A nun in my Interfaith group recently shared a gorgeous photo of a flower. It was a burst of amazing color—fuschia, yellow, bright pink, turquoise, chartreuse. Even the leaves looked dusted with magenta sparkles. Then she told us it was a simple weed. WHAT?!

A couple of years ago, National Geographic ran a photo essay about Craig Burrows, who photographs objects under infrared, ultraviolet, and ultraviolet-induced visible fluorescent light. Suddenly plants glitter and glow with alien Avatar brilliance.

It isn’t projecting the color onto the plants; the light actually makes the plants fluoresce, so the colors radiate from the plants themselves. Even a humble cucumber flower can glow bright orange and blue with dazzling pollen. 

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I recently wrote a Meridian Magazine article here about how flowers, which we think hold still, are actually dancing. But it’s in such slow motion that we don’t notice it. If nothing else, this is a great reminder that things are not always as they seem.

Now, even the appearance of plants turns out to be deceptive. And I couldn’t help wondering, What if we saw human beings this way?

How thrilling would it be to discover that you actually radiate the colors of a sunset? Or of a coral reef? Or a flowery meadow? The way our human eyes perceive one another is incomplete.

And isn’t that absolutely true about our Spirits as well? So often we jump to hasty judgments instead of looking at one another as children of God. He is our King and we are all Princes and Princesses. If we could really peek into the soul of another, we might be astonished at the beauty we find. And we’d definitely treat each other with more honor and respect.

When you look at people—especially strangers you don’t know–  you are left to the swift conclusions we all draw, based on clothing, posture, age, attitude, race, hair, etc. Yet these are all details that obscure our real selves. None of us like being pigeon-holed based on our appearance, yet it’s human nature to turn around and do it to others.

If, instead, we could see someone and imagine the glory and the personal victories they’ve achieved, the struggles they’ve valiantly met, the grief they’ve endured, the people  they’ve helped—all things we cannot know at a glance—we might be in awe of that scruffy guy, that pushy clerk, that crazy driver. And they might, if only we could see them properly, look like a brilliant masterpiece of incredible color.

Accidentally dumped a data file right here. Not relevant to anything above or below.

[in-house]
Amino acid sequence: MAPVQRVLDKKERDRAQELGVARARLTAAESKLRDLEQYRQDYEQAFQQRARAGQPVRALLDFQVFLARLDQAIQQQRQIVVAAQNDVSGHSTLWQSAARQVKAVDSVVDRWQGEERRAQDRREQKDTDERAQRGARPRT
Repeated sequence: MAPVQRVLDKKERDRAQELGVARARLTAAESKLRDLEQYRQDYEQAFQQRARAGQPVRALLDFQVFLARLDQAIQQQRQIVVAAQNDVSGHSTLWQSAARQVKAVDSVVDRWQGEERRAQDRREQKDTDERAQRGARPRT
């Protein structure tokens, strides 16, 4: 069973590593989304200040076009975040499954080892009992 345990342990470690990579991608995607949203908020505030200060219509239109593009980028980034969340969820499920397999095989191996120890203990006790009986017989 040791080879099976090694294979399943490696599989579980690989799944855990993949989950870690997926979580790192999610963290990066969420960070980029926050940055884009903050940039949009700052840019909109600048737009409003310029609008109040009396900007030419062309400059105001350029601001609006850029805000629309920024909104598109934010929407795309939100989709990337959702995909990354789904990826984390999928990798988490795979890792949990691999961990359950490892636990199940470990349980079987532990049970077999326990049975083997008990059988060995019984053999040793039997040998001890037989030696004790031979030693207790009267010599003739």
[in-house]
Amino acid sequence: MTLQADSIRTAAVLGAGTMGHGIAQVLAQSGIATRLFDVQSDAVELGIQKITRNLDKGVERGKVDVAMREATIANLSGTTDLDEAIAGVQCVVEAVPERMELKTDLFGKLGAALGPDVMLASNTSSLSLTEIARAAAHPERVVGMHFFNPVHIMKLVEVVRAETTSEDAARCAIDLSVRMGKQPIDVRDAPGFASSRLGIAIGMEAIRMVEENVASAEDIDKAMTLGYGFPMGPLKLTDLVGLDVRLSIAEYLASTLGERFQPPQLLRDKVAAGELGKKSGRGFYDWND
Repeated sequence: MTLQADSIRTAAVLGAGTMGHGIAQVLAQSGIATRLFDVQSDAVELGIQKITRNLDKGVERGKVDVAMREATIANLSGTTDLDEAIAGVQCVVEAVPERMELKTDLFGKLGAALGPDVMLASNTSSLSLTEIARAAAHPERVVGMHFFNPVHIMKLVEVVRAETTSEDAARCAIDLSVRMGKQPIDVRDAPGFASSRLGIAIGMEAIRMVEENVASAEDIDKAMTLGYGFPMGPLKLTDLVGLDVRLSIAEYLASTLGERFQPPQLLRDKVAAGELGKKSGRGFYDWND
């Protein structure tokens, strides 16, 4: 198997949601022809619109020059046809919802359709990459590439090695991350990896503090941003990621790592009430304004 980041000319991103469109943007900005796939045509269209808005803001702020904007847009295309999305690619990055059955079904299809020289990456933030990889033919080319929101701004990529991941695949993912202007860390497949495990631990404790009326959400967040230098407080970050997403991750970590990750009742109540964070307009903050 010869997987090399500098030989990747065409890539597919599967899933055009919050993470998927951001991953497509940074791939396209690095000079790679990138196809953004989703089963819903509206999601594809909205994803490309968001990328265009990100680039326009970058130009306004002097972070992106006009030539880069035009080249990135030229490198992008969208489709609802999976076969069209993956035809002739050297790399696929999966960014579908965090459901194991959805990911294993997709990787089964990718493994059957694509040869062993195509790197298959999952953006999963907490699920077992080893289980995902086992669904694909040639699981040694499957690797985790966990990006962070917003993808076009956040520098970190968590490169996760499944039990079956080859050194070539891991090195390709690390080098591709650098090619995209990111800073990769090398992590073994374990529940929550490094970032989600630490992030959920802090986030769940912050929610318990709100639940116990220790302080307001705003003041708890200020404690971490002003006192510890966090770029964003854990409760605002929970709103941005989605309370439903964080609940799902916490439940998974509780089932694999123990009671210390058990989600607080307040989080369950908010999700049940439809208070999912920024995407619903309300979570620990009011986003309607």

Remember not to undervalue yourself, either. Don’t look in the mirror and assume you see the whole story. Don’t recall critical comments and feel you must own them, either. Allow yourself to imagine lustrous, magical colors that express the real you. Who knows—perhaps this is why we all have certain favorite colors.

And maybe this is why President David O. McKay once wrote in his journal: “I then fell asleep, and beheld in vision something infinitely sublime. In the distance I beheld a beautiful white city. Though it was far away, yet I seemed to realize that trees with luscious fruit, shrubbery with gorgeously-tinted leaves, and flowers in perfect bloom abounded everywhere. The clear sky above seemed to reflect these beautiful shades of color. I then saw a great concourse of people approaching the city. Each one wore a white flowing robe and a white headdress. Instantly my attention seemed centered upon their leader, and though I could see only the profile of his features and his body, I recognized him at once as my Savior! The tint and radiance of his countenance were glorious to behold! There was a peace about him which seemed sublime—it was divine!

“The city, I understood, was his. It was the City Eternal; and the people following him were to abide there in peace and eternal happiness. But who were they?

“As if the Savior read my thoughts, he answered by pointing to a semicircle that then appeared above them, and on which were written in gold the words: These Are They Who Have Overcome The World—Who Have Truly Been Born Again!”

It makes you wonder, doesn’t it?  Meanwhile, let’s look for underlying goodness and praiseworthy qualities when we catch ourselves judging ourselves or someone else. I think we’ll actually be much closer to the mark.

Hilton’s books, humor blog, and Youtube Mom videos can be found on her website. She currently serves as an Inter-Faith Specialist for Church Communications.